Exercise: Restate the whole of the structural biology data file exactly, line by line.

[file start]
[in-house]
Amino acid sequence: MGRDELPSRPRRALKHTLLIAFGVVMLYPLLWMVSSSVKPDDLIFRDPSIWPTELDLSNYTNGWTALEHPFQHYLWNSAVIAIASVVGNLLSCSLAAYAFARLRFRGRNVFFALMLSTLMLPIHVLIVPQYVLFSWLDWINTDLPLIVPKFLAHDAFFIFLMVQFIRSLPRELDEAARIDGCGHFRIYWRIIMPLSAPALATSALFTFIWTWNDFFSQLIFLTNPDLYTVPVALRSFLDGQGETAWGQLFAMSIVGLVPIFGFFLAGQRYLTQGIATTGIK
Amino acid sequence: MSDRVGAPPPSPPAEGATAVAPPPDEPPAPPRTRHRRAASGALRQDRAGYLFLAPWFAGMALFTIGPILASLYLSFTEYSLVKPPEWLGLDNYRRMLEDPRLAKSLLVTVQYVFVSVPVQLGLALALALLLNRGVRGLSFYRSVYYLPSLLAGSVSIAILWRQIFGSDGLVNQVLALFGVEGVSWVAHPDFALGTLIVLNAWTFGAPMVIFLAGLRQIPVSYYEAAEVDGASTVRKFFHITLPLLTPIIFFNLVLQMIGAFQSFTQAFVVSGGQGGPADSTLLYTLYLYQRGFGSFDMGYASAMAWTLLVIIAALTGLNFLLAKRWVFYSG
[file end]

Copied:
[in-house]
Amino acid sequence: MGRDELPSRPRRALKHTLLIAFGVVMLYPLLWMVSSSVKPDDLIFRDPSIWPTELDLSNYTNGWTALEHPFQHYLWNSAVIAIASVVGNLLSCSLAAYAFARLRFRGRNVFFALMLSTLMLPIHVLIVPQYVLFSWLDWINTDLPLIVPKFLAHDAFFIFLMVQFIRSLPRELDEAARIDGCGHFRIYWRIIMPLSAPALATSALFTFIWTWNDFFSQLIFLTNPDLYTVPVALRSFLDGQGETAWGQLFAMSIVGLVPIFGFFLAGQRYLTQGIATTGIK
Amino acid sequence: MSDRVGAPPPSPPAEGATAVAPPPDEPPAPPRTRHRRAASGALRQDRAGYLFLAPWFAGMALFTIGPILASLYLSFTEYSLVKPPEWLGLDNYRRMLEDPRLAKSLLVTVQYVFVSVPVQLGLALALALLLNRGVRGLSFYRSVYYLPSLLAGSVSIAILWRQIFGSDGLVNQVLALFGVEGVSWVAHPDFALGTLIVLNAWTFGAPMVIFLAGLRQIPVSYYEAAEVDGASTVRKFFHITLPLLTPIIFFNLVLQMIGAFQSFTQAFVVSGGQGGPADSTLLYTLYLYQRGFGSFDMGYASAMAWTLLVIIAALTGLNFLLAKRWVFYSG